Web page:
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Governing ageing in Chile: from neoliberal hegemony to more hopeful demographic futures?

WYNDHAM, KATHERINE,ESTER (2024) Governing ageing in Chile: from neoliberal hegemony to more hopeful demographic futures? Doctoral thesis, Durham University.

PDF (Katherine Wyndham PhD Thesis) - Accepted Version


In this thesis, I explore how demographic ageing is regulated in Chile through the governing of older populations, with particularly close attention to how the ‘actually existing’ neoliberal context in Chile permeates and conditions diverse political projects and strategies implemented by central and local governments. I approach this shaping as a historical and conjunctural process realised through multiple central and local governing projects, as well as a legacy thrown into particularly sharp relief and retrospective political questioning by the unfolding of the COVID-19 pandemic and the anti-neoliberal social uprising of 2019. These intertwined conjunctural moments have unearthed the limitations of neoliberal strategies in addressing the needs of older people. To explore the governing of older populations in Chile, I undertook a hybrid on-site and online ethnography exploring a wide range of national and local policies and governing projects. In investigating local governing projects, I analysed –with different depths– the case of seven contrasting municipalities in the capital city of Santiago, Chile.

With demographic ageing positioned as a risk to economic development, I suggest that the main rationale guiding Chilean policies and programs has been to avert the central state’s welfare and caregiving responsibilities toward a growing number of potentially dependent populations; economically, physically and cognitively. I argue that governing strategies directed to older populations are deeply neoliberal –sometimes deliberately and sometimes inadvertently– in that they pervasively have been designed to shift and devolve welfare and caregiving responsibilities to different (non-central state) scales such as families and charitable institutions, local governments, communities and older people themselves. In these explorations, I also consider more closely alternative governing projects that have contested, to differing extents, the central state's neoliberal neglect. Unpacking how progressive governing projects at central and local levels have sought to imprint a different common sense on state responsibility, I also consider how these alternative projects have themselves been reshaped by neoliberal ideas and strategies. In this case, I argue that neoliberal ideas and strategies, together with the material effects of Chile’s neoliberal context, are holding back the advances of progressive governing projects. Nonetheless, as hegemony is never final, I also consider how the intertwined moments of the COVID-19 pandemic and the anti-neoliberal social uprising of October 2019 also shed light on how the history of neoliberal policies directed at older populations in Chile continues to be contested.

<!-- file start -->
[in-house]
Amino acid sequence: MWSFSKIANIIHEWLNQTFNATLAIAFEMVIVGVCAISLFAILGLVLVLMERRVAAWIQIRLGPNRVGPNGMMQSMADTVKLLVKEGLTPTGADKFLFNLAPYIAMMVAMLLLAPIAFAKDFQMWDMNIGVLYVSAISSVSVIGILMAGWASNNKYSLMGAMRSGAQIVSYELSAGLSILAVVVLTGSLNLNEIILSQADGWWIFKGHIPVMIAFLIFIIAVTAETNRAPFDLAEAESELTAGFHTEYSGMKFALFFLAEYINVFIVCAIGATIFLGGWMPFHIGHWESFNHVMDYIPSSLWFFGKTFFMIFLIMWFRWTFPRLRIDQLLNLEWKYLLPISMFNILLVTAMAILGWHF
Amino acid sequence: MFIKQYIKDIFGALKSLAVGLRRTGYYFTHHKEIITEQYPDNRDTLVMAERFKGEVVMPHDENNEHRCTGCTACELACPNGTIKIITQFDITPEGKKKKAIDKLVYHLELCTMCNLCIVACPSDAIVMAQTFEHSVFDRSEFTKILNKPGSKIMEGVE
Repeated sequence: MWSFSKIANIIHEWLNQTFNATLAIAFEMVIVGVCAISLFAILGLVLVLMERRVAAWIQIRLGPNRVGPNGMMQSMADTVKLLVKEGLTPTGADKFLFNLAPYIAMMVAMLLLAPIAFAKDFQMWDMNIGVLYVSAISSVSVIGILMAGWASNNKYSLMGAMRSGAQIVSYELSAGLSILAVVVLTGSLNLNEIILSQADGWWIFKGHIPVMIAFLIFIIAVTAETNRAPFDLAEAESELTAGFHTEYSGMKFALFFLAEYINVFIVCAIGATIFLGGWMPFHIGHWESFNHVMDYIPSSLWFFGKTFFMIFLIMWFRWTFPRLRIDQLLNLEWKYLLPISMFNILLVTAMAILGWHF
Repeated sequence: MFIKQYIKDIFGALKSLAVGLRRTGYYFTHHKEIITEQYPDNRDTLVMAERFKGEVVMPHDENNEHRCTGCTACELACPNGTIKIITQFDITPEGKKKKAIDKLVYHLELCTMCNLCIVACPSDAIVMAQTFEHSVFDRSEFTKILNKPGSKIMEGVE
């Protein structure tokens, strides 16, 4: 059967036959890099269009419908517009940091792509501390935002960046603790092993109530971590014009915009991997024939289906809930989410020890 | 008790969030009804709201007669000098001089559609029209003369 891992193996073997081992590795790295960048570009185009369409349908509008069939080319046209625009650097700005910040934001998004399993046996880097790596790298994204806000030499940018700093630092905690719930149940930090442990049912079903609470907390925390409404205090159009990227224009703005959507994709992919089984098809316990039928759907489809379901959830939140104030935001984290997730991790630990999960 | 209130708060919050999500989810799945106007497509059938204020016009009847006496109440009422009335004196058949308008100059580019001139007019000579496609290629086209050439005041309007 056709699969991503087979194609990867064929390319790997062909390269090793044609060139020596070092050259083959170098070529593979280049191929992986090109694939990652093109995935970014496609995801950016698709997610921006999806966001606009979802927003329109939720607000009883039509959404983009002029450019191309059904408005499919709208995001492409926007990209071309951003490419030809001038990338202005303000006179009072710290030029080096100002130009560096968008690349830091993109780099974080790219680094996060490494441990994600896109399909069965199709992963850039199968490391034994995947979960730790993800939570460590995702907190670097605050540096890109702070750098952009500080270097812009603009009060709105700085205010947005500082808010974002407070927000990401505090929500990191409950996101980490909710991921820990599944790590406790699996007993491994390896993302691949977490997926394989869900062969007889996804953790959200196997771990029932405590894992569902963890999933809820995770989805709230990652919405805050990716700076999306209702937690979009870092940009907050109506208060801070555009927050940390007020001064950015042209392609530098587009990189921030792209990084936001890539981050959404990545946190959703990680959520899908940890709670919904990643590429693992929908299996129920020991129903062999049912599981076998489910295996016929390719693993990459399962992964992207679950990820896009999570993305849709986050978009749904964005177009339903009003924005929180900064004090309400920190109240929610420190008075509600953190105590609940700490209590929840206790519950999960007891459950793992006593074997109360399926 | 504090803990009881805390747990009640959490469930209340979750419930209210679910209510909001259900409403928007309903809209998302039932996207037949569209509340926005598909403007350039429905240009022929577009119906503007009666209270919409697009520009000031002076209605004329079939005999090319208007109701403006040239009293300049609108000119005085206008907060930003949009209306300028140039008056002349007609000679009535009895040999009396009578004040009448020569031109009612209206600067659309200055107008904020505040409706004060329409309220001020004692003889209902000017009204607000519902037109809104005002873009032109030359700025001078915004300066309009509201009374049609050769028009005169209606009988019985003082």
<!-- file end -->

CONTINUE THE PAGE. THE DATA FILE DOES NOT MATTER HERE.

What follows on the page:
Scholarly understandings of neoliberalism as a political hegemonic project are central to this thesis’ argument. I draw on Gramsci’s notion of hegemony as a position of ‘leadership’ continuously constructed through the intertwined articulation of coercion and consent (Hall 1986, p.15), to unpack how neoliberal ideas and strategies have reached a position of leadership in the governing of demographic ageing amid opposition from alternative governing ideas and projects. Three crosscutting findings emerge from this research: 1) through a marked politics of devolution within Chilean governance, access to welfare and caregiving has been rendered deeply unequal with old age; 2) the hegemonising capacity of neoliberal ideas and strategies is revealed in the persistence of the central state’s politics of scalar devolution and ways in which would-be progressive local governing projects end up complying with neoliberal aims; 3) though neoliberal hegemony has been secured thus far in this case through multiple strategies, it continues to be subject to contestation. Such findings offer insights for building more hopeful demographic ageing futures.

Item Type:Thesis (Doctoral)
Award:Doctor of Philosophy
Keywords:Older people, Demographic Ageing, Chile, Hegemony, Contestation, Neoliberalism
Faculty and Department:Faculty of Social Sciences and Health > Geography, Department of
Thesis Date:2024
Copyright:Copyright of this thesis is held by the author
Deposited On:01 Feb 2024 12:37

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